Malaysia’s long-ruling coalition on Tuesday axed four controversial current and former ministers from May 5 elections as it seeks to portray a fresh image for the hotly contested polls.
The regime dominated by the United Malays National Organisation (UMNO) faces the greatest threat yet to its 56-year rule, with an up-and-coming opposition tapping into discontent over authoritarianism, graft and living costs.
On Monday, Prime Minister Najib Razak had promised a “transformational team”.
Nominee lists released on Tuesday showed that controversial figures dropped included former women’s affairs minister Shahrizat Jalil and current Tourism Minister Ng Yen Yen, two female Barisan leaders accused of corruption.
Information Minister Rais Yatim – a target of online abuse for comments seen as opposing free expression – also was axed.
So was former health minister Chua Soi Lek, a leading politician tarnished by a 2007 video that surfaced, showing him having sex with his mistress. Chua is married.
“This is to satisfy the demands of voters who want to see Barisan Nasional and UMNO change and reform,” Najib had said on Monday.
The Barisan Nasional (National Front) ruling coalition is among the world’s longest-serving governments, its dominance at the ballot box unthreatened since independence in 1957 thanks to decades of economic growth and authoritarian rule.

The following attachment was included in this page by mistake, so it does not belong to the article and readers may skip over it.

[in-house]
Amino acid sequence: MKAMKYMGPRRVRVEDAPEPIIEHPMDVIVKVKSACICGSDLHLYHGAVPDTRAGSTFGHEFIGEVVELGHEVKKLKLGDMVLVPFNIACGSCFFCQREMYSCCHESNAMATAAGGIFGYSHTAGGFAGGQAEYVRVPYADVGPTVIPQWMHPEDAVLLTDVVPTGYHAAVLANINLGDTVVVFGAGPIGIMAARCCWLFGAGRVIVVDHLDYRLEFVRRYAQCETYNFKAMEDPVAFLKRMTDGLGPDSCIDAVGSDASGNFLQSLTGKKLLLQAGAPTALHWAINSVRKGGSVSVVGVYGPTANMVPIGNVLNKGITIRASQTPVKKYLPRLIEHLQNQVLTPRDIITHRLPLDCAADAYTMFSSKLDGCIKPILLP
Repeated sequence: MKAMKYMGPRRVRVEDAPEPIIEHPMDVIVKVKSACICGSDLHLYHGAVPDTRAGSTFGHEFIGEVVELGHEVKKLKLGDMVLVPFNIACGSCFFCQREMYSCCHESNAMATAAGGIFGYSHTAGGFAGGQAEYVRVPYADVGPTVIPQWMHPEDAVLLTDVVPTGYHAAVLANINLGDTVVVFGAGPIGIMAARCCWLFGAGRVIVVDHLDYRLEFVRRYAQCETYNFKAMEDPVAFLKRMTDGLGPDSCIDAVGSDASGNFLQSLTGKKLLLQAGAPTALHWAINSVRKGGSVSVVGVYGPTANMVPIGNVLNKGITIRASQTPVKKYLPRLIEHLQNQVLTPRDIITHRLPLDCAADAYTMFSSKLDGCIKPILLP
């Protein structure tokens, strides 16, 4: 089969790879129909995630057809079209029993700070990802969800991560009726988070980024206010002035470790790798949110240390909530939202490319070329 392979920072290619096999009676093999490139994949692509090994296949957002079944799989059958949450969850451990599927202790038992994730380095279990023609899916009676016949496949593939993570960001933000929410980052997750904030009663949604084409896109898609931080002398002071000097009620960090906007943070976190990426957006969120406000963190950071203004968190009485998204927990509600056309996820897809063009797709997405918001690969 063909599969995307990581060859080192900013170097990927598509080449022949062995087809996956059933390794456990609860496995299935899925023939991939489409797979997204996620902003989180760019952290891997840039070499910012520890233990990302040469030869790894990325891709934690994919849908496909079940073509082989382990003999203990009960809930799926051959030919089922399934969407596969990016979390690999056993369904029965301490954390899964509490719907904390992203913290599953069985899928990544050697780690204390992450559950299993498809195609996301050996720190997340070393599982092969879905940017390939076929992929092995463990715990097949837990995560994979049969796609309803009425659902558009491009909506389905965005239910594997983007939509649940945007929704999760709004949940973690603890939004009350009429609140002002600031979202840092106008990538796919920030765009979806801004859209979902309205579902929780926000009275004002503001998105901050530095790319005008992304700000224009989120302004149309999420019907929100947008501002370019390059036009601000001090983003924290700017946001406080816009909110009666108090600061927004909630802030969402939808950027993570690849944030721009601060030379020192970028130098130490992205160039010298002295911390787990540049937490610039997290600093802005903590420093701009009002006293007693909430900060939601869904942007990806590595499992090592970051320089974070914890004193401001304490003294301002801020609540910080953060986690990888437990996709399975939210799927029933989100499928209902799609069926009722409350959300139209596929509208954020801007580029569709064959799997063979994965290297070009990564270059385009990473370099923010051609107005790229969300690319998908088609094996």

But it is under pressure from a three-party opposition alliance led by charismatic former deputy premier Anwar Ibrahim that tripled its number of parliament seats in 2008 and eyes a historic upset.
Najib – a lifetime Barisan politician who took office in 2009 after the polls setback – has sought to cast himself as a reformist to win back support but faces resistance from UMNO conservatives.
He said a third of Barisan’s parliamentary line-up were new faces, and at least a dozen former leaders who have served in the Cabinet of the multi-ethnic, Muslim-majority country were left off the lists.
But Bridget Welsh of Singapore Management University, who researches Malaysian politics, said the new faces were “a record low” for the coalition.
“This is not a revitalisation, this is a status-quo election list by a cautious, careful and hemmed-in prime minister,” she said, adding Najib faced resistance within UMNO to any substantive shake-up.
She noted that other powerful yet controversial figures made the nominee lists.
Most analysts expect Barisan to win but with a further reduced parliamentary majority.